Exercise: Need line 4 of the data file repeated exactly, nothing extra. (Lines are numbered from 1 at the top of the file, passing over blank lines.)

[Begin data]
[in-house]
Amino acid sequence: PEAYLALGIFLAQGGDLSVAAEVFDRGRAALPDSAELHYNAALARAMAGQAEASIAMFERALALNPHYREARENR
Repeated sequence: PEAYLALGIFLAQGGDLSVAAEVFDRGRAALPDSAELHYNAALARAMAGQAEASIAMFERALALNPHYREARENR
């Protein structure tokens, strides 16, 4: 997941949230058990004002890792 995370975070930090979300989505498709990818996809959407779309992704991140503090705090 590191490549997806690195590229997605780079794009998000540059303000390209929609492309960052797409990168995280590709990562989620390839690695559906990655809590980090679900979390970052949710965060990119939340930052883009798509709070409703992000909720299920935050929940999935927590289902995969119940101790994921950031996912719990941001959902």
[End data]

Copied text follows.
């Protein structure tokens, strides 16, 4: 997941949230058990004002890792 995370975070930090979300989505498709990818996809959407779309992704991140503090705090 590191490549997806690195590229997605780079794009998000540059303000390209929609492309960052797409990168995280590709990562989620390839690695559906990655809590980090679900979390970052949710965060990119939340930052883009798509709070409703992000909720299920935050929940999935927590289902995969119940101790994921950031996912719990941001959902």